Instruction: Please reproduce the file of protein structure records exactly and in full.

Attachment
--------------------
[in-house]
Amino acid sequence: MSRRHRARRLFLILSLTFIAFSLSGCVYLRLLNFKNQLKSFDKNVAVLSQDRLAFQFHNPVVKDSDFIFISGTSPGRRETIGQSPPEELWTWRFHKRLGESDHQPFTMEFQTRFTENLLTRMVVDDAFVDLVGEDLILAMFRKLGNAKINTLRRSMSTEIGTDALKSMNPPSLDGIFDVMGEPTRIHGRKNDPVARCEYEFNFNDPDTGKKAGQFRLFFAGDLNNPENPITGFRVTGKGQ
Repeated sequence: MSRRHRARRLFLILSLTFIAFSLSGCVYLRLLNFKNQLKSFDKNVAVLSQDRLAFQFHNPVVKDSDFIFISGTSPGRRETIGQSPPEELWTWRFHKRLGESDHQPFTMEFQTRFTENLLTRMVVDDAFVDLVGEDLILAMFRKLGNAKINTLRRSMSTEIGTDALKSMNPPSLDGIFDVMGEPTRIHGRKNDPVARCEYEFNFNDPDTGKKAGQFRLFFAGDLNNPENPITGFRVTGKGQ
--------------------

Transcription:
[in-house]
Amino acid sequence: MSRRHRARRLFLILSLTFIAFSLSGCVYLRLLNFKNQLKSFDKNVAVLSQDRLAFQFHNPVVKDSDFIFISGTSPGRRETIGQSPPEELWTWRFHKRLGESDHQPFTMEFQTRFTENLLTRMVVDDAFVDLVGEDLILAMFRKLGNAKINTLRRSMSTEIGTDALKSMNPPSLDGIFDVMGEPTRIHGRKNDPVARCEYEFNFNDPDTGKKAGQFRLFFAGDLNNPENPITGFRVTGKGQ
Repeated sequence: MSRRHRARRLFLILSLTFIAFSLSGCVYLRLLNFKNQLKSFDKNVAVLSQDRLAFQFHNPVVKDSDFIFISGTSPGRRETIGQSPPEELWTWRFHKRLGESDHQPFTMEFQTRFTENLLTRMVVDDAFVDLVGEDLILAMFRKLGNAKINTLRRSMSTEIGTDALKSMNPPSLDGIFDVMGEPTRIHGRKNDPVARCEYEFNFNDPDTGKKAGQFRLFFAGDLNNPENPITGFRVTGKGQ